Exercise: Measuring Exposure

In this first exercise I have taken 5 photographs which are deliberately lighter or darker than the recommended exposure. It is assumed that the 'average' exposure referred to in the coursework is one taken with matrix metering. So what I have done here is chosen to improve the image by manually overriding the camera's recommended exposure setting.

This image was exposed slightly darker than suggested to make the colours richer and avoid the washing out of the paler colours particularly in the top left.

This image was exposed lighter than the in camera exposure meter suggested; otherwise the whites of the painted woodwork and the pigeon's feathers would have been more grey.

This image was deliberately darkened (although possibly slightly too much) to increase the dark, damp feel.

In this image the woman's features would have been too dark as the camera would have attempted to reduce the overall exposure to darken the very light background.

Here is another image deliberately darkened to create a specific look. Here I wanted the light behind the window to be the only thing visible. Normal exposure would have shown the outside of the building too which would have spoiled the effect.

This next part of the exercise shows sets of bracketed images; 5 sets of 5 photographs which show almost identical images but with exposure altered from the recommended camera setting by -1.0, -0.5, +0.5 and +1.0 stops. The recommended exposure value setting is also shown as the first, large image.

This image is exposed at the recommended in-camera setting.

This image is exposed at the recommended in-camera setting.

In this first example I feel that the darker images have the best feel to them as the colours are richer and there is a moodiness about this sunrise that is lost in the lighter images. The lighter images appear too washed out. The 'correct exposure is fine but isn't my favourite.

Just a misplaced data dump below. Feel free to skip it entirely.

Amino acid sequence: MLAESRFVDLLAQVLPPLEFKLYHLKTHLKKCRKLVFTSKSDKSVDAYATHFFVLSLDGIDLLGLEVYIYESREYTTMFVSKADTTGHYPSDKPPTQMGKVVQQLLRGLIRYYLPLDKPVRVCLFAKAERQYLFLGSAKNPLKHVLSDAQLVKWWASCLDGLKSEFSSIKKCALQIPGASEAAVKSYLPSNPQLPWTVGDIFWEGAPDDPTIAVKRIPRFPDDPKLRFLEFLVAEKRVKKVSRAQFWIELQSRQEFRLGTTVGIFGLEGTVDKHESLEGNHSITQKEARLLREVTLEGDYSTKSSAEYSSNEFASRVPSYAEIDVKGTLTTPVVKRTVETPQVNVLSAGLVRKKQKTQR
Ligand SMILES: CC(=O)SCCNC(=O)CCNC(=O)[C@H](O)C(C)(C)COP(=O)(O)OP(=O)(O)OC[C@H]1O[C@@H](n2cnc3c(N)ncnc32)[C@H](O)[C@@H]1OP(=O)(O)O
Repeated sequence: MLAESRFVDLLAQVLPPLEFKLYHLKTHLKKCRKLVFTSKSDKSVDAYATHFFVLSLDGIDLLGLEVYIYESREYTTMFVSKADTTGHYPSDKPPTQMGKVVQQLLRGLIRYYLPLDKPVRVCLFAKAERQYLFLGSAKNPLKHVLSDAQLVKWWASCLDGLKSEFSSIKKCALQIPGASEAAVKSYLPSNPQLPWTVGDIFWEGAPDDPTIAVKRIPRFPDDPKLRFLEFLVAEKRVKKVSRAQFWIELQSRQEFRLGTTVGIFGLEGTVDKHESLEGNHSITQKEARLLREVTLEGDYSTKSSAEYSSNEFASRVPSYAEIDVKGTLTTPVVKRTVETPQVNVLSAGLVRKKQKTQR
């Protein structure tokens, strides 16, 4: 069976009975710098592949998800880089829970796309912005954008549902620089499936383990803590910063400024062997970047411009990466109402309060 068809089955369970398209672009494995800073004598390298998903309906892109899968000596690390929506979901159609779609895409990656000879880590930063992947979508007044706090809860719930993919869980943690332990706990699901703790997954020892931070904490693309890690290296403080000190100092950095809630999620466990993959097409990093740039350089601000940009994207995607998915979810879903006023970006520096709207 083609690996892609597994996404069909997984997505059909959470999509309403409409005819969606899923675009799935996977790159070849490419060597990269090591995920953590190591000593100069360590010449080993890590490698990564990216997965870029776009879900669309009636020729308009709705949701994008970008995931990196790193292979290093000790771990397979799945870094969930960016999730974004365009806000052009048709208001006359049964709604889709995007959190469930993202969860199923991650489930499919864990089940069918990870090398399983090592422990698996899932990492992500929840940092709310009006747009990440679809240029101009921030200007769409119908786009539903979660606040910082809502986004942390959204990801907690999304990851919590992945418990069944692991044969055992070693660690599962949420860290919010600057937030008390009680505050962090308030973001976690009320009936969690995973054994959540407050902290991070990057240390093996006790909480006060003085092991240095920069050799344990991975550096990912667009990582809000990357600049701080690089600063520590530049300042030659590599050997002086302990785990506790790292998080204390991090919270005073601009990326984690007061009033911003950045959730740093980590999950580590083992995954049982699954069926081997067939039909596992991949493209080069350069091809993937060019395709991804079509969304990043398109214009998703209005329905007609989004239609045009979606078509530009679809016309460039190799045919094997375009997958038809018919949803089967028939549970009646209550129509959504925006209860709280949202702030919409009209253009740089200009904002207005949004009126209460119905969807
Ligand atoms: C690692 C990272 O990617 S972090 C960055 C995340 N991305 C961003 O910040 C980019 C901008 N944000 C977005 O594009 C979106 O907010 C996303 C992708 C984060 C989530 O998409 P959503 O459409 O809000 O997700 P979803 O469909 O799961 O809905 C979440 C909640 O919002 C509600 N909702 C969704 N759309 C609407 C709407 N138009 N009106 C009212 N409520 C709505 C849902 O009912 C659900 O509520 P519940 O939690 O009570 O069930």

This image is exposed at the recommended in-camera setting.

This image is exposed at the recommended in-camera setting.

The second set of images is slightly more difficult. I wasn't aiming for any particular look with this so to make it darker and moodier doesn't really make any sense. If anything, the more exposed images are better as it shows the white of the painted wall more accurately.


This image is exposed at the recommended in-camera setting.

Bracketing 3-3.jpg

The camera has underexposed the statue in this image so the more exposed images look better. Although the dark sky adds an ominous feel in the darker images I think that the subject should be lighter hence my preference for the lighter images.


This image is exposed at the recommended in-camera setting.

Again with this collection; the white wall looks better with the greater exposure so I am inclined to prefer the images which are slightly over-exposed compared to the camera's automatic setting.


This image is exposed at the recommended in-camera setting.

I included this shot as I figured it would be a tricky one for the camera - the tonal range is very wide. As it turns out I think the in-camera setting is probably about right. Underexposed just looks, well, underexposed and dingy, and the slightly increased exposure doesn't really affect the image in any beneficial way, other than to lighten the shadows a little - the sky and building in the background get quite washed out.